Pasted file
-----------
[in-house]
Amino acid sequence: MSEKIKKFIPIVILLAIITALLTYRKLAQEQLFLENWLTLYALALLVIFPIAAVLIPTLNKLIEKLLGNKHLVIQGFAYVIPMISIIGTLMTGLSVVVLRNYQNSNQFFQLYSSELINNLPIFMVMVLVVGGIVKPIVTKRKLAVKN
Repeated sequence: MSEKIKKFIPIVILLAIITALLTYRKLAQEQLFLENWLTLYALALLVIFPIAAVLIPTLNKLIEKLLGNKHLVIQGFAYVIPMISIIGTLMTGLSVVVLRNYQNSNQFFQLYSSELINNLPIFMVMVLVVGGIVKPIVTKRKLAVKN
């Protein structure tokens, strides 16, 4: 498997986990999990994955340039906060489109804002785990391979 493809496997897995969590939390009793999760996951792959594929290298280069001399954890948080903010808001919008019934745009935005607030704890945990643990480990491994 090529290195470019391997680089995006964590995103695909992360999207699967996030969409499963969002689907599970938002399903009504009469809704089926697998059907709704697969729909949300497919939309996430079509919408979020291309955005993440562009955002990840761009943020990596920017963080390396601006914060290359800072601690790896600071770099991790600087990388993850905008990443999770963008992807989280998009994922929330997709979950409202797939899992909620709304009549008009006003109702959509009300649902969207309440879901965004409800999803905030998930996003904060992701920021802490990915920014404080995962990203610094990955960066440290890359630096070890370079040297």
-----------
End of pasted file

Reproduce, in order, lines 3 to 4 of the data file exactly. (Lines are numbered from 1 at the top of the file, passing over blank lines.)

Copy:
Repeated sequence: MSEKIKKFIPIVILLAIITALLTYRKLAQEQLFLENWLTLYALALLVIFPIAAVLIPTLNKLIEKLLGNKHLVIQGFAYVIPMISIIGTLMTGLSVVVLRNYQNSNQFFQLYSSELINNLPIFMVMVLVVGGIVKPIVTKRKLAVKN
């Protein structure tokens, strides 16, 4: 498997986990999990994955340039906060489109804002785990391979 493809496997897995969590939390009793999760996951792959594929290298280069001399954890948080903010808001919008019934745009935005607030704890945990643990480990491994 090529290195470019391997680089995006964590995103695909992360999207699967996030969409499963969002689907599970938002399903009504009469809704089926697998059907709704697969729909949300497919939309996430079509919408979020291309955005993440562009955002990840761009943020990596920017963080390396601006914060290359800072601690790896600071770099991790600087990388993850905008990443999770963008992807989280998009994922929330997709979950409202797939899992909620709304009549008009006003109702959509009300649902969207309440879901965004409800999803905030998930996003904060992701920021802490990915920014404080995962990203610094990955960066440290890359630096070890370079040297």